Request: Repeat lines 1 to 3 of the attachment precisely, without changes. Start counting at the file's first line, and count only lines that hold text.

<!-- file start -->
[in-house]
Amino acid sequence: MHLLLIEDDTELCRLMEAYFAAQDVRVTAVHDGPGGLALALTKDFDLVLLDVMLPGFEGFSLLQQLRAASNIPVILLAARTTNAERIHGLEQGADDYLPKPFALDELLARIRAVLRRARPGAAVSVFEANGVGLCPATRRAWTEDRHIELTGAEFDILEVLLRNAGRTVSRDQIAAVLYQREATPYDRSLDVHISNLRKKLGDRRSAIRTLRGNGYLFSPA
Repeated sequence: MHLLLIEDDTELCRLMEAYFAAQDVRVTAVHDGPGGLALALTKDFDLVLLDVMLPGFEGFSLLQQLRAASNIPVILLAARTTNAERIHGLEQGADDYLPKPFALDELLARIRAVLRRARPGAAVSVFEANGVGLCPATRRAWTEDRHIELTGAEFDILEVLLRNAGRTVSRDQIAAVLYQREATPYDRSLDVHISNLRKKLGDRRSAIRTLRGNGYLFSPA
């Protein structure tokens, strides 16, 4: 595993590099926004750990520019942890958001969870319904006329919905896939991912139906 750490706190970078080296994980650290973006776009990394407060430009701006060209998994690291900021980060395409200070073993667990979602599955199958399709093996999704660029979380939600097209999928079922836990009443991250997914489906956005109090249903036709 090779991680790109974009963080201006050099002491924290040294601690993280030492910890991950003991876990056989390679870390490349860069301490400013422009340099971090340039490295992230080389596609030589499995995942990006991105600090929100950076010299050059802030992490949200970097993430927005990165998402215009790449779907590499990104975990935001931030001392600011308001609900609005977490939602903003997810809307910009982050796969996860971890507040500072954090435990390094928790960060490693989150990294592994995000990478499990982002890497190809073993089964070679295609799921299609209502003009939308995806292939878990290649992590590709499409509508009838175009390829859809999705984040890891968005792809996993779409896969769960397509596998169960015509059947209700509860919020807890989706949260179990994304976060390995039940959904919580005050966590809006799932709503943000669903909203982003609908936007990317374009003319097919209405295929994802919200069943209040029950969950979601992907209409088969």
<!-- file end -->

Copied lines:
[in-house]
Amino acid sequence: MHLLLIEDDTELCRLMEAYFAAQDVRVTAVHDGPGGLALALTKDFDLVLLDVMLPGFEGFSLLQQLRAASNIPVILLAARTTNAERIHGLEQGADDYLPKPFALDELLARIRAVLRRARPGAAVSVFEANGVGLCPATRRAWTEDRHIELTGAEFDILEVLLRNAGRTVSRDQIAAVLYQREATPYDRSLDVHISNLRKKLGDRRSAIRTLRGNGYLFSPA
Repeated sequence: MHLLLIEDDTELCRLMEAYFAAQDVRVTAVHDGPGGLALALTKDFDLVLLDVMLPGFEGFSLLQQLRAASNIPVILLAARTTNAERIHGLEQGADDYLPKPFALDELLARIRAVLRRARPGAAVSVFEANGVGLCPATRRAWTEDRHIELTGAEFDILEVLLRNAGRTVSRDQIAAVLYQREATPYDRSLDVHISNLRKKLGDRRSAIRTLRGNGYLFSPA